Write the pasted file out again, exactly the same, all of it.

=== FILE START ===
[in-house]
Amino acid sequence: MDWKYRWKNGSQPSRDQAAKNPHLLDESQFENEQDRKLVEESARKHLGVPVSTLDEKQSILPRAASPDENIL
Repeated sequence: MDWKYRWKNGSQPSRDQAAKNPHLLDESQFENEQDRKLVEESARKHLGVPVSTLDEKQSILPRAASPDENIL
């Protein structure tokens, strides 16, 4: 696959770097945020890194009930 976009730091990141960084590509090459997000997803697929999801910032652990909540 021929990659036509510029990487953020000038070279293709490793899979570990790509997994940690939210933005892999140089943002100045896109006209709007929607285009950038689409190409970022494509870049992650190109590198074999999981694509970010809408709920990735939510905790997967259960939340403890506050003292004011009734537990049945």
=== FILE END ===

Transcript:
[in-house]
Amino acid sequence: MDWKYRWKNGSQPSRDQAAKNPHLLDESQFENEQDRKLVEESARKHLGVPVSTLDEKQSILPRAASPDENIL
Repeated sequence: MDWKYRWKNGSQPSRDQAAKNPHLLDESQFENEQDRKLVEESARKHLGVPVSTLDEKQSILPRAASPDENIL
């Protein structure tokens, strides 16, 4: 696959770097945020890194009930 976009730091990141960084590509090459997000997803697929999801910032652990909540 021929990659036509510029990487953020000038070279293709490793899979570990790509997994940690939210933005892999140089943002100045896109006209709007929607285009950038689409190409970022494509870049992650190109590198074999999981694509970010809408709920990735939510905790997967259960939340403890506050003292004011009734537990049945």